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Patrik
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Posted: 2004-04-01 01:27

I have been looking at the following article a bit, so far I think it seems to be interesting (even if I do not claim to understand every bit of it yet):

http://xxx.lanl.gov/PS_cache/cond-mat/pdf/0403/0403022.pdf

Anyone else have read it? Any thoughts or comments? I thought discussing articles like this one could be interesting topics here at NP.


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AVt


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Posted: 2004-06-13 22:32

As far as i can follow it that gives Student-t distributions for fixed times as RNDs (which would be enough for me for quick & dirty prices). What i can not see (as always i got lost in that things from physics): how it evolves through time (to give a term structure or complete vol surface). Do i see that right or has somebody played with it?

Axel


chiral3
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Posted: 2004-06-16 00:29

This is good Patrik, thank you for the reference.  I have not read it yet, but it is on my list. I mean we fidget around all these stable disrtibutions.  Look at

thing / [(1+X^2/n)^(n+1)/2] where thing = gamma functions (you know) and X is a stochastic process.

n=1, or n goes to inf are stable distributions, the latter of which is Gaussian.  In and of itself, it is just a Student's t-distribution.

Note to self: I'll get back after I read.


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Patrik
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Posted: 2004-06-16 11:24

C3,

I'm also a big fan of making personal lists of things that seem interesting and should get back to. I always seem to create longer lists than is processable though.. I'm also looking to read this stuff more carefully, and have been so since I started this thread..


Graeme


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Posted: 2004-06-16 11:36

A couple of days ago I got an email from a friend and ex-colleague who has recently emigrated to Australia. I'll cut and paste a piece of his email here:

"In particular, you should look at Eckhard Platen's "benchmarked" models. He has rejected risk-neutral pricing (empirically, you can demonstrate that no equivalent martingale measure exists - often badly so), and developed a pricing parardigm that relies completely on empirical data and the natural measure which one can derive from this (via market prices of risk). There are some very interesting things that fall out of this: the asset price dynamics naturally include stochastic volatility as an intrinsic feature (no need to model it separately); the volatility naturally ends up being inversely correlated with asset price returns; also, the asset price processes are essentially exponentiated Bessel processes... so you get fat tails and other stylized facts about asset prices for free. It's really very interesting - it's taken him over 10 years to develop the approach - and appears to be getting some attention from practitioners (these kinds of models have been very successfully employed for equity index and currency markets)."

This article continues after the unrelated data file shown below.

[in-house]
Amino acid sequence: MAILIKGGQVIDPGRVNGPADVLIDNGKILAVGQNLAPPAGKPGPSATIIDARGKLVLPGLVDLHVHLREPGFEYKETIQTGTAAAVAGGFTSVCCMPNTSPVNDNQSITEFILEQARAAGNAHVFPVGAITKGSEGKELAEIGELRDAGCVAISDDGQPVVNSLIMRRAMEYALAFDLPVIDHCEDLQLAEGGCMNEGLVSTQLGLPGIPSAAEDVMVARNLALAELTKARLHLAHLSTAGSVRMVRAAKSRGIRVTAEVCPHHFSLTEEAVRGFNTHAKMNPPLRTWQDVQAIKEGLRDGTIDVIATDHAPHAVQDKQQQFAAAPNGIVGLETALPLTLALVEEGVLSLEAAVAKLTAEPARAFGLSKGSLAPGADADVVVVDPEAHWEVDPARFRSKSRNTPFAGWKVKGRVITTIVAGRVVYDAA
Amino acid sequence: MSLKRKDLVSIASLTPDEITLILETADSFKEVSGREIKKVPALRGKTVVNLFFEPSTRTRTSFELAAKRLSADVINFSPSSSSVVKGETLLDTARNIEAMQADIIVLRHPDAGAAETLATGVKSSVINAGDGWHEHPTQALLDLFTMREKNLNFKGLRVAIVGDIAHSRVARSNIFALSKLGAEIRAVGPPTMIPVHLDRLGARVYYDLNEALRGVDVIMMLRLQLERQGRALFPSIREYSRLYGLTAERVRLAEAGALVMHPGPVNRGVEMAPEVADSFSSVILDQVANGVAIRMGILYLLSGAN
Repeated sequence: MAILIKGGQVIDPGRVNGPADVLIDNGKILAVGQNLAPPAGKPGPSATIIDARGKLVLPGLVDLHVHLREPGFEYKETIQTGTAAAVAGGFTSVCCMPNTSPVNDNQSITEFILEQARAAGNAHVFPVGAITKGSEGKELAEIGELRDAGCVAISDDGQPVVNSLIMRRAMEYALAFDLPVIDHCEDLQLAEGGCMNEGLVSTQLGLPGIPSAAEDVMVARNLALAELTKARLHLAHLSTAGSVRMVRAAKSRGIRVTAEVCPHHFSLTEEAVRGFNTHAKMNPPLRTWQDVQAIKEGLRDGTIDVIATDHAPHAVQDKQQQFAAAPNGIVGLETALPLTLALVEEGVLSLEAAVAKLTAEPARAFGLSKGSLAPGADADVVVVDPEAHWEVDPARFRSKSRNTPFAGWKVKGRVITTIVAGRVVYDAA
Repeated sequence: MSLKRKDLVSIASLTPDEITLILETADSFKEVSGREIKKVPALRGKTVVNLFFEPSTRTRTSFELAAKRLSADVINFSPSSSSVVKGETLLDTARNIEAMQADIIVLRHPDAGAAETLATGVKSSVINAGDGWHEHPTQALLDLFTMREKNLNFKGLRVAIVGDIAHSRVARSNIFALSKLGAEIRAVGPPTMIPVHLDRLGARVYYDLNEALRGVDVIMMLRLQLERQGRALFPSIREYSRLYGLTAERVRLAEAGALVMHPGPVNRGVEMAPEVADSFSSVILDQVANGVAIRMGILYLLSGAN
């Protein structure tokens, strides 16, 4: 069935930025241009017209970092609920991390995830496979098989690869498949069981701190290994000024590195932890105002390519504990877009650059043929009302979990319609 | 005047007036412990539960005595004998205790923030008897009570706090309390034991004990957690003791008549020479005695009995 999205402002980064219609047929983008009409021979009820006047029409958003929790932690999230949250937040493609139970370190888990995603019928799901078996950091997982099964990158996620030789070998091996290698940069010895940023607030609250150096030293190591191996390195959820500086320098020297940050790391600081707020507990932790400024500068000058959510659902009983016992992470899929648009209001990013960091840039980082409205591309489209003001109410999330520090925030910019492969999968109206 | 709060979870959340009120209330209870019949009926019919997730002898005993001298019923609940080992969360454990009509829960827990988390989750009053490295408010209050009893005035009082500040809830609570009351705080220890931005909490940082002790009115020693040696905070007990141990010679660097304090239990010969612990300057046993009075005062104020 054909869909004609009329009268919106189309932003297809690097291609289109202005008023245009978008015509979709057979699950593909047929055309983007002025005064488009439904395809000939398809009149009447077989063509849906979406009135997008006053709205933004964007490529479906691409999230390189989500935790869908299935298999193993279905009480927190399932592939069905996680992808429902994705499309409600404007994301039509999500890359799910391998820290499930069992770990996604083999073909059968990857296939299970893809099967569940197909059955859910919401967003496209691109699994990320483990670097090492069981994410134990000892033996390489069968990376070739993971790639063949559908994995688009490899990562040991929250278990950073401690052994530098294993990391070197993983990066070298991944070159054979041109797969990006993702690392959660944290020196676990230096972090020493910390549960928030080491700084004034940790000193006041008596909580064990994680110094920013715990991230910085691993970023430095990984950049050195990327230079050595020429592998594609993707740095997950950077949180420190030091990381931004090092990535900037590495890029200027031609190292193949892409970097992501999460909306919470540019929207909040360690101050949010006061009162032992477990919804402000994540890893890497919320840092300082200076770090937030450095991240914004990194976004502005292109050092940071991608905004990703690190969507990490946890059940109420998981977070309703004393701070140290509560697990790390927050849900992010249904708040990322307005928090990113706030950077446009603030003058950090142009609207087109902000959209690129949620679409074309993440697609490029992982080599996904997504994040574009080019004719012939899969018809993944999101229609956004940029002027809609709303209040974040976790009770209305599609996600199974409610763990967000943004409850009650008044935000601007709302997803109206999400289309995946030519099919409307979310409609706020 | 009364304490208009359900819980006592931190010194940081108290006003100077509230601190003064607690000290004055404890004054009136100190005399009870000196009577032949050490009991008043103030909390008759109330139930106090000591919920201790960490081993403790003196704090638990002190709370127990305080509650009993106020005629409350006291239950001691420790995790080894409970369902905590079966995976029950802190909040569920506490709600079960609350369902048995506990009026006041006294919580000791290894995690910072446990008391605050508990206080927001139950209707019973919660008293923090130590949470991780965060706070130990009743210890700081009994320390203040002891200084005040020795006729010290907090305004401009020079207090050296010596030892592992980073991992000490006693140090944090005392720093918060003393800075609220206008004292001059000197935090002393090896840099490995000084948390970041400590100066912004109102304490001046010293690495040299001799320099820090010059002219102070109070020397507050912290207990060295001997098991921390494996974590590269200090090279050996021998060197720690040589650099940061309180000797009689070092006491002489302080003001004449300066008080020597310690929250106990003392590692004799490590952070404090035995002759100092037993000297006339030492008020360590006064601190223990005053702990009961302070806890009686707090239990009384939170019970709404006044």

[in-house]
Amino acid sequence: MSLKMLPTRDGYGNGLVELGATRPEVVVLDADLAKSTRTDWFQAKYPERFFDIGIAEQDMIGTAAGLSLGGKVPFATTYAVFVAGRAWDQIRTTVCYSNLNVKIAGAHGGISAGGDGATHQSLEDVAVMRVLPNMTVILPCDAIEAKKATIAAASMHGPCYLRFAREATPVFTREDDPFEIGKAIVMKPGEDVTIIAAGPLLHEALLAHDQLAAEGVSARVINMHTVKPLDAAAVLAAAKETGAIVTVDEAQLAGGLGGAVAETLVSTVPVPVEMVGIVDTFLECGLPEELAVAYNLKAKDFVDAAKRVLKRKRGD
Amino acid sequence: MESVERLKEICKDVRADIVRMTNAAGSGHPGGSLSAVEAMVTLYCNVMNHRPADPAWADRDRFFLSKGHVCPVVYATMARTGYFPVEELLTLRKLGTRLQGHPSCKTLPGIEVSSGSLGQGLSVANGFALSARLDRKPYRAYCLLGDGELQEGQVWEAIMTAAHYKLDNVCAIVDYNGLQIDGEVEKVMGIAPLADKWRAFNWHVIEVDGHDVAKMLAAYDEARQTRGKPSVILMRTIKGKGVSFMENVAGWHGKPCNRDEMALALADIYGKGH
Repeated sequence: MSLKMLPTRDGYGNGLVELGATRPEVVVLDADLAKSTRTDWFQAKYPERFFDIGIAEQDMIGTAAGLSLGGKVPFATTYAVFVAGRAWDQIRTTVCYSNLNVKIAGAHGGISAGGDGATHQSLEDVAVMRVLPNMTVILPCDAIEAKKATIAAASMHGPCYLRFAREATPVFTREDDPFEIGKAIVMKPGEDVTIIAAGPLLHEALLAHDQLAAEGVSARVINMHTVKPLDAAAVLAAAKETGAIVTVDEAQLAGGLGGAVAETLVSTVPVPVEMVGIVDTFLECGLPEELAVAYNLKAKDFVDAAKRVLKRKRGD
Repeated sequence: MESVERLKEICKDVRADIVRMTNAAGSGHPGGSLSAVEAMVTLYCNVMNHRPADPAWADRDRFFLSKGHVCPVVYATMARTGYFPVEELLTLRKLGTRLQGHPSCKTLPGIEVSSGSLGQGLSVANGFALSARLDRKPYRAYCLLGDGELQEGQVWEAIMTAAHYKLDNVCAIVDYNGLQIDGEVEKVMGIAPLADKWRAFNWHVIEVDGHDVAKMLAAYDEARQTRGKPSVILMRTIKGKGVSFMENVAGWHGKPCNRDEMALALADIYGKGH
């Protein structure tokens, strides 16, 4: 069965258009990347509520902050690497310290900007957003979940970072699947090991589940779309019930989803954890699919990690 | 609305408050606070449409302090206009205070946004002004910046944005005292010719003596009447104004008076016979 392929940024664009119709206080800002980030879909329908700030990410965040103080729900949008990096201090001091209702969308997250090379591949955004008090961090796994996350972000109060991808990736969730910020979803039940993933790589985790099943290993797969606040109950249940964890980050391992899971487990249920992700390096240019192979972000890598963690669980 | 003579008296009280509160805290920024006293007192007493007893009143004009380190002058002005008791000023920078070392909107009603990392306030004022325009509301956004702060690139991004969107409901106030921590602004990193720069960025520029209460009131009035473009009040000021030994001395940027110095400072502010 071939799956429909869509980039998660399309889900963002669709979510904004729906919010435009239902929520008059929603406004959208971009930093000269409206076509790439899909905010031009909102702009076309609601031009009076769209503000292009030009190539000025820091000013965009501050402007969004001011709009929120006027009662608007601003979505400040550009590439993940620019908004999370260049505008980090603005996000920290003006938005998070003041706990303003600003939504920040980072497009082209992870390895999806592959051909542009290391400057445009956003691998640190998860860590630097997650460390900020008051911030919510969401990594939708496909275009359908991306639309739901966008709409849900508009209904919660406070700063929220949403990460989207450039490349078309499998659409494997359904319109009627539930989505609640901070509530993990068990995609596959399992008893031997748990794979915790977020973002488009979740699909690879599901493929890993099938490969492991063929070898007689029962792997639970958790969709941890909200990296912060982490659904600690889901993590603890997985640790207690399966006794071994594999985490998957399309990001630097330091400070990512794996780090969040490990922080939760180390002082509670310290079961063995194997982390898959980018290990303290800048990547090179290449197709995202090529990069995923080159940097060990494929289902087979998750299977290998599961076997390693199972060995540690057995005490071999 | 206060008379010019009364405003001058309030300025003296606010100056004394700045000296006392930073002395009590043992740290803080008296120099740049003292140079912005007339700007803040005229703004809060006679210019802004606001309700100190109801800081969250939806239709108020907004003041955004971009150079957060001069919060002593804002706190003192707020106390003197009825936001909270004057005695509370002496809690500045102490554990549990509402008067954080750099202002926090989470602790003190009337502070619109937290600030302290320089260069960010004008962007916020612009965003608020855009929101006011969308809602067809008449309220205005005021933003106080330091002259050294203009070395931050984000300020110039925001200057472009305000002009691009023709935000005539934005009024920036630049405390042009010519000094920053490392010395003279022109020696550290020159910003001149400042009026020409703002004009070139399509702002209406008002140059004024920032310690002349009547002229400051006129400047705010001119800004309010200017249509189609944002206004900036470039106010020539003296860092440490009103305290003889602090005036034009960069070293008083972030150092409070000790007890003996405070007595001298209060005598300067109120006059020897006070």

I haven't had a look at this yet (been very busy the last couple of days, and going off line this afternoon for a few days) but this certainly looks very interesting. Anybody know about this stuff?


Graeme West

Johnny
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Posted: 2004-06-16 11:54

Anybody know about this stuff?

Sadly not! But I'd like to hear about it if/when you get a chance to wade through it.


chiral3
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Posted: 2004-06-17 01:56

Oh tay.  That was interesting.  They recovered many of the well known models and did a comparison to empirical data.  I suppose that this is fertile ground in finance, although Bouchaud is a smart guy.  I think it was Levy and Khintchine that classified stable distributions.  a=1/2, b=1 was Levy stable, a=1 was Lorentz and a=2 was Gaussian.  So most practitioners back into a=2, but an academic with a good understanding of limit theorems could blow the shit out of the field, esp when the academics also work on ML desks ;-)